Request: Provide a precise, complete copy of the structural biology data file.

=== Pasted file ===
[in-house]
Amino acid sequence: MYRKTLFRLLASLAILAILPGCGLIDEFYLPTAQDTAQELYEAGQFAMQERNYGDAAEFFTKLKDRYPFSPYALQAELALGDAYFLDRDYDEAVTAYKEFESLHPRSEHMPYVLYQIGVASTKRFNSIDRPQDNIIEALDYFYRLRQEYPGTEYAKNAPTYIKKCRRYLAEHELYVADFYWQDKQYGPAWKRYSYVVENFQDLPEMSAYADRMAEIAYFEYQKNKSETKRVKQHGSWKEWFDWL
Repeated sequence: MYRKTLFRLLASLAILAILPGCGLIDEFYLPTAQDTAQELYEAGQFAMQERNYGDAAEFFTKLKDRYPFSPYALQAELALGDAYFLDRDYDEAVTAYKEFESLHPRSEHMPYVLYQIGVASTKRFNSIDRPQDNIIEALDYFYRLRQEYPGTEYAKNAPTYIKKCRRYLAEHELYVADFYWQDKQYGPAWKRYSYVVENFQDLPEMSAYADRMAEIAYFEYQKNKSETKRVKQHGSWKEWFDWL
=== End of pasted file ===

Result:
[in-house]
Amino acid sequence: MYRKTLFRLLASLAILAILPGCGLIDEFYLPTAQDTAQELYEAGQFAMQERNYGDAAEFFTKLKDRYPFSPYALQAELALGDAYFLDRDYDEAVTAYKEFESLHPRSEHMPYVLYQIGVASTKRFNSIDRPQDNIIEALDYFYRLRQEYPGTEYAKNAPTYIKKCRRYLAEHELYVADFYWQDKQYGPAWKRYSYVVENFQDLPEMSAYADRMAEIAYFEYQKNKSETKRVKQHGSWKEWFDWL
Repeated sequence: MYRKTLFRLLASLAILAILPGCGLIDEFYLPTAQDTAQELYEAGQFAMQERNYGDAAEFFTKLKDRYPFSPYALQAELALGDAYFLDRDYDEAVTAYKEFESLHPRSEHMPYVLYQIGVASTKRFNSIDRPQDNIIEALDYFYRLRQEYPGTEYAKNAPTYIKKCRRYLAEHELYVADFYWQDKQYGPAWKRYSYVVENFQDLPEMSAYADRMAEIAYFEYQKNKSETKRVKQHGSWKEWFDWL